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Does Supreme Court Abortion Decision Signify Shift in Attitudes?

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In a 5-4 decision reached last week the U.S. Supreme Court upheld the constitutionality of a federal ban on the medical procedure known as 'partial birth abortion.' The procedure was a rallying cry for right-to-life advocates, although even some abortion rights supporters were in favor of the ban.

But this Supreme Court ruling should not be viewed as a turn in the tide of American's views towards the legality of abortion in general—at least not in the Upper Midwest. The majority of Iowans (55 percent), Minnesotans (54 percent) and Wisconsinites (56 percent) all identify themselves as "pro choice" (SurveyUSA, April 2007). Even residents in a red state like South Dakota (52 percent) are more likely to identify themselves as 'pro choice' than 'pro life' (SurveyUSA, November 2006).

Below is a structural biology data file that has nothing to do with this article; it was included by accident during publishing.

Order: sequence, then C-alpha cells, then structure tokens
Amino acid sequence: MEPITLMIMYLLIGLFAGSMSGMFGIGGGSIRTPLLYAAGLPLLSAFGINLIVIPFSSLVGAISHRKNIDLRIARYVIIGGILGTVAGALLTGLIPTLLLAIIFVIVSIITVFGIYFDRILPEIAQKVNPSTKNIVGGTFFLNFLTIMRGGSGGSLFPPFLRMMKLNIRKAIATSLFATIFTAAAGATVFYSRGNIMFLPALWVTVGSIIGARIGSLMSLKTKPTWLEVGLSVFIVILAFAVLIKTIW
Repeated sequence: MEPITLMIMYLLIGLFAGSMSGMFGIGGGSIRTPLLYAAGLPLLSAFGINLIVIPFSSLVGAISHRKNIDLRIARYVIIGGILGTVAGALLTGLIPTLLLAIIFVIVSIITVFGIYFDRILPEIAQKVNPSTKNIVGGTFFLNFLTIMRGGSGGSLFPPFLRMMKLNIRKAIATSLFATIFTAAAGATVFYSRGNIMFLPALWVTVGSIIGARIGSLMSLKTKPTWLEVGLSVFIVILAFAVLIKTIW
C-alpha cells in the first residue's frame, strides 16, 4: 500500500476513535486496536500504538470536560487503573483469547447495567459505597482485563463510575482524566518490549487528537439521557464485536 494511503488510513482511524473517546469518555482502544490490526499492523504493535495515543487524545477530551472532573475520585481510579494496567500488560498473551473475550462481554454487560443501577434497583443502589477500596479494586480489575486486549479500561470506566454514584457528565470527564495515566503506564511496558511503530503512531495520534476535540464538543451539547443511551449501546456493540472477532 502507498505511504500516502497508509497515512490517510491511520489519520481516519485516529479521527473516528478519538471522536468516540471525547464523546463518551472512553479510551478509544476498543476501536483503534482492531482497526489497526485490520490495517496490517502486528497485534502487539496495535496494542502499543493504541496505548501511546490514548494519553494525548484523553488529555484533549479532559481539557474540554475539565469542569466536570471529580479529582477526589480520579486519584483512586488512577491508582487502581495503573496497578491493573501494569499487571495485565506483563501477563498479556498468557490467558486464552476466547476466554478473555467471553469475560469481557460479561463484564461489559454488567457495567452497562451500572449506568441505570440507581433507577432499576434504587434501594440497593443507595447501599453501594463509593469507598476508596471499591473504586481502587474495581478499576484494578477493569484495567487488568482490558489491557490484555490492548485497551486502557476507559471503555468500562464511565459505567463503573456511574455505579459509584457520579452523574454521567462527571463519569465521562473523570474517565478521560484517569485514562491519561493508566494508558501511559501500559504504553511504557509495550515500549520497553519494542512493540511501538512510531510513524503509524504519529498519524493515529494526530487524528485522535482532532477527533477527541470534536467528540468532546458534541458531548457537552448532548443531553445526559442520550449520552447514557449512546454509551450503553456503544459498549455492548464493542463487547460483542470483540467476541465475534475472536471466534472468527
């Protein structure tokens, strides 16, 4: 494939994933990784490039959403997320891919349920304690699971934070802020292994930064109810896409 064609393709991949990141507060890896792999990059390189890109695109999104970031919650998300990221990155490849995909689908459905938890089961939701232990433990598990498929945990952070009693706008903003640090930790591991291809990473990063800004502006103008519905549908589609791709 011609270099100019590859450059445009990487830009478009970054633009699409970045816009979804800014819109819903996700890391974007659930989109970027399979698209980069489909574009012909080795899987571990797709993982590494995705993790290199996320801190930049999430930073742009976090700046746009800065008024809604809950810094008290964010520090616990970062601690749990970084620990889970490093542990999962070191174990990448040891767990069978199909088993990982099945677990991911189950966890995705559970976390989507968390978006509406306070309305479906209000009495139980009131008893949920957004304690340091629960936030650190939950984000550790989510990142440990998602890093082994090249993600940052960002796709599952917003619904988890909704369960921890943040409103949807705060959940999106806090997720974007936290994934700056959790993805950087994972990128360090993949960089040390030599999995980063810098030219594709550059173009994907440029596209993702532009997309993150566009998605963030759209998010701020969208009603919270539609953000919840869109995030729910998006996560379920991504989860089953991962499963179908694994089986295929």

Although the Supreme Court decision was a high profile news story, abortion is generally not considered one of the most important problems in the Upper Midwest. For example, in an October 2006 WPR / St. Norbert College poll only 1 percent of Wisconsinites viewed abortion as the nation's most important problem—behind 13 other issues.

However, when major changes in abortion policy come to the forefront—as it did in South Dakota in 2006 when state legislators and Governor Mike Rounds passed a complete ban (to be rejected last November by South Dakota voters)—it can become a major motivating factor behind the vote choice of the electorate. Abortion was viewed as the #1 determining factor (19 percent) for voters deciding how to vote in the 2006 governor's race, according to a June 2006 KELO-TV / Argus Leader poll.

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